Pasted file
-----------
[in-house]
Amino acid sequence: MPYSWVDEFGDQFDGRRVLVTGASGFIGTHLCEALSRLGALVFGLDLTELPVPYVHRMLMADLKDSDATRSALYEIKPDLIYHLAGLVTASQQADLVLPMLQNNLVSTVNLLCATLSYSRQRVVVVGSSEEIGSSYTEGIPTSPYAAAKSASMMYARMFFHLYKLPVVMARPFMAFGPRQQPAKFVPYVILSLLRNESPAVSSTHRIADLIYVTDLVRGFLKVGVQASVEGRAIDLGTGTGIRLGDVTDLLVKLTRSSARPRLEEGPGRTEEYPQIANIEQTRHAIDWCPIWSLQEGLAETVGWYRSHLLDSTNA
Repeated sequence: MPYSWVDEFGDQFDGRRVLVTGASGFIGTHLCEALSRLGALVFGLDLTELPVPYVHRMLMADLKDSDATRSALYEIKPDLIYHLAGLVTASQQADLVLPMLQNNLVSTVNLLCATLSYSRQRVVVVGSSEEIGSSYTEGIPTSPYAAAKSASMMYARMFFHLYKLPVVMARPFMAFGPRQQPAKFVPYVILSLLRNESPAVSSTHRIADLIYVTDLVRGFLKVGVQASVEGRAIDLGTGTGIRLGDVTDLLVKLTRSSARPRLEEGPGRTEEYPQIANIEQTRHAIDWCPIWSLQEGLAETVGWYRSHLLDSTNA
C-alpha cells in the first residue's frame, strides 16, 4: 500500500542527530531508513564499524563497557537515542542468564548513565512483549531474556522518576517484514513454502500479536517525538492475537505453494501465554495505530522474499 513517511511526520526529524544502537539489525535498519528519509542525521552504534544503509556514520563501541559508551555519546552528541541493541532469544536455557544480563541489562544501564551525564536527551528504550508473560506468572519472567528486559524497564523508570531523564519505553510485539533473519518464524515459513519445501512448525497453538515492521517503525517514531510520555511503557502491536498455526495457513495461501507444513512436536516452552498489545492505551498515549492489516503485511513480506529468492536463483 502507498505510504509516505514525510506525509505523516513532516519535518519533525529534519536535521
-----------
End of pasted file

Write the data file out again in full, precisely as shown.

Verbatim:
[in-house]
Amino acid sequence: MPYSWVDEFGDQFDGRRVLVTGASGFIGTHLCEALSRLGALVFGLDLTELPVPYVHRMLMADLKDSDATRSALYEIKPDLIYHLAGLVTASQQADLVLPMLQNNLVSTVNLLCATLSYSRQRVVVVGSSEEIGSSYTEGIPTSPYAAAKSASMMYARMFFHLYKLPVVMARPFMAFGPRQQPAKFVPYVILSLLRNESPAVSSTHRIADLIYVTDLVRGFLKVGVQASVEGRAIDLGTGTGIRLGDVTDLLVKLTRSSARPRLEEGPGRTEEYPQIANIEQTRHAIDWCPIWSLQEGLAETVGWYRSHLLDSTNA
Repeated sequence: MPYSWVDEFGDQFDGRRVLVTGASGFIGTHLCEALSRLGALVFGLDLTELPVPYVHRMLMADLKDSDATRSALYEIKPDLIYHLAGLVTASQQADLVLPMLQNNLVSTVNLLCATLSYSRQRVVVVGSSEEIGSSYTEGIPTSPYAAAKSASMMYARMFFHLYKLPVVMARPFMAFGPRQQPAKFVPYVILSLLRNESPAVSSTHRIADLIYVTDLVRGFLKVGVQASVEGRAIDLGTGTGIRLGDVTDLLVKLTRSSARPRLEEGPGRTEEYPQIANIEQTRHAIDWCPIWSLQEGLAETVGWYRSHLLDSTNA
C-alpha cells in the first residue's frame, strides 16, 4: 500500500542527530531508513564499524563497557537515542542468564548513565512483549531474556522518576517484514513454502500479536517525538492475537505453494501465554495505530522474499 513517511511526520526529524544502537539489525535498519528519509542525521552504534544503509556514520563501541559508551555519546552528541541493541532469544536455557544480563541489562544501564551525564536527551528504550508473560506468572519472567528486559524497564523508570531523564519505553510485539533473519518464524515459513519445501512448525497453538515492521517503525517514531510520555511503557502491536498455526495457513495461501507444513512436536516452552498489545492505551498515549492489516503485511513480506529468492536463483 502507498505510504509516505514525510506525509505523516513532516519535518519533525529534519536535521